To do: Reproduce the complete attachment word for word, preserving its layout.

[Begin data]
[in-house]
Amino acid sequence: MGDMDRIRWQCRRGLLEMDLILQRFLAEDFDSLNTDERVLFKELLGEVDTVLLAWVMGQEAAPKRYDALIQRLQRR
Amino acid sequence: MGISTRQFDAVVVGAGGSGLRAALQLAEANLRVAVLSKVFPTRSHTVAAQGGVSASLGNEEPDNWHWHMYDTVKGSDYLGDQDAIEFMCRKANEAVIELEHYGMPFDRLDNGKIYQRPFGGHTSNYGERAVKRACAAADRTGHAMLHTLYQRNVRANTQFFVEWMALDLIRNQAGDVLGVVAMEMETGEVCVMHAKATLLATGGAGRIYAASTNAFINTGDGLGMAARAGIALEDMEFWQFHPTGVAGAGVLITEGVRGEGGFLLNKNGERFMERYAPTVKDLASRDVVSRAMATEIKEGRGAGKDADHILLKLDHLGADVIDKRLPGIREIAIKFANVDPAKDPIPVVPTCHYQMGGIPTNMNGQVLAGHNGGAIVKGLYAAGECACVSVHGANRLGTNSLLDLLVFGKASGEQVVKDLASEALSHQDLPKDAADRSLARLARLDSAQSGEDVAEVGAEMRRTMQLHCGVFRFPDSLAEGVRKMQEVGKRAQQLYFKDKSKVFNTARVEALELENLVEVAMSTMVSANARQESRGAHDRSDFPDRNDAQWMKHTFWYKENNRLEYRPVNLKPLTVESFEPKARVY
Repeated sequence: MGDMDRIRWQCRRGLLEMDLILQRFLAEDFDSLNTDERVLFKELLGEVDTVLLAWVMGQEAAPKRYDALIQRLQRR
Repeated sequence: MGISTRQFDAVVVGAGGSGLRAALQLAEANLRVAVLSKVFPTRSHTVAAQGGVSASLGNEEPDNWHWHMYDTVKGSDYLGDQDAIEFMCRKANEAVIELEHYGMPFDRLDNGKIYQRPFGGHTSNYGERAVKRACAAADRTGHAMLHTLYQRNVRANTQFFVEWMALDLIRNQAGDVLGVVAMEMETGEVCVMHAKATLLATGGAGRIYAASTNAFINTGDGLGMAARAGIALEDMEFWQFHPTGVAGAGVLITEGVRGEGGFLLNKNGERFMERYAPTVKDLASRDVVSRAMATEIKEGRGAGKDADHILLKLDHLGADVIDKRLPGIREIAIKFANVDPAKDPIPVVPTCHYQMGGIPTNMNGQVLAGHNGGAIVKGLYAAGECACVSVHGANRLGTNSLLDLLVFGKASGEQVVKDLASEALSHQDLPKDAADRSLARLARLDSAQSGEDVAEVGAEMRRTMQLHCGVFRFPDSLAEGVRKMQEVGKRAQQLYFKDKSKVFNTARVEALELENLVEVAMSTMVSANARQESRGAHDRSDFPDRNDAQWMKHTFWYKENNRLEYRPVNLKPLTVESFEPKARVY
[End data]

[in-house]
Amino acid sequence: MGDMDRIRWQCRRGLLEMDLILQRFLAEDFDSLNTDERVLFKELLGEVDTVLLAWVMGQEAAPKRYDALIQRLQRR
Amino acid sequence: MGISTRQFDAVVVGAGGSGLRAALQLAEANLRVAVLSKVFPTRSHTVAAQGGVSASLGNEEPDNWHWHMYDTVKGSDYLGDQDAIEFMCRKANEAVIELEHYGMPFDRLDNGKIYQRPFGGHTSNYGERAVKRACAAADRTGHAMLHTLYQRNVRANTQFFVEWMALDLIRNQAGDVLGVVAMEMETGEVCVMHAKATLLATGGAGRIYAASTNAFINTGDGLGMAARAGIALEDMEFWQFHPTGVAGAGVLITEGVRGEGGFLLNKNGERFMERYAPTVKDLASRDVVSRAMATEIKEGRGAGKDADHILLKLDHLGADVIDKRLPGIREIAIKFANVDPAKDPIPVVPTCHYQMGGIPTNMNGQVLAGHNGGAIVKGLYAAGECACVSVHGANRLGTNSLLDLLVFGKASGEQVVKDLASEALSHQDLPKDAADRSLARLARLDSAQSGEDVAEVGAEMRRTMQLHCGVFRFPDSLAEGVRKMQEVGKRAQQLYFKDKSKVFNTARVEALELENLVEVAMSTMVSANARQESRGAHDRSDFPDRNDAQWMKHTFWYKENNRLEYRPVNLKPLTVESFEPKARVY
Repeated sequence: MGDMDRIRWQCRRGLLEMDLILQRFLAEDFDSLNTDERVLFKELLGEVDTVLLAWVMGQEAAPKRYDALIQRLQRR
Repeated sequence: MGISTRQFDAVVVGAGGSGLRAALQLAEANLRVAVLSKVFPTRSHTVAAQGGVSASLGNEEPDNWHWHMYDTVKGSDYLGDQDAIEFMCRKANEAVIELEHYGMPFDRLDNGKIYQRPFGGHTSNYGERAVKRACAAADRTGHAMLHTLYQRNVRANTQFFVEWMALDLIRNQAGDVLGVVAMEMETGEVCVMHAKATLLATGGAGRIYAASTNAFINTGDGLGMAARAGIALEDMEFWQFHPTGVAGAGVLITEGVRGEGGFLLNKNGERFMERYAPTVKDLASRDVVSRAMATEIKEGRGAGKDADHILLKLDHLGADVIDKRLPGIREIAIKFANVDPAKDPIPVVPTCHYQMGGIPTNMNGQVLAGHNGGAIVKGLYAAGECACVSVHGANRLGTNSLLDLLVFGKASGEQVVKDLASEALSHQDLPKDAADRSLARLARLDSAQSGEDVAEVGAEMRRTMQLHCGVFRFPDSLAEGVRKMQEVGKRAQQLYFKDKSKVFNTARVEALELENLVEVAMSTMVSANARQESRGAHDRSDFPDRNDAQWMKHTFWYKENNRLEYRPVNLKPLTVESFEPKARVY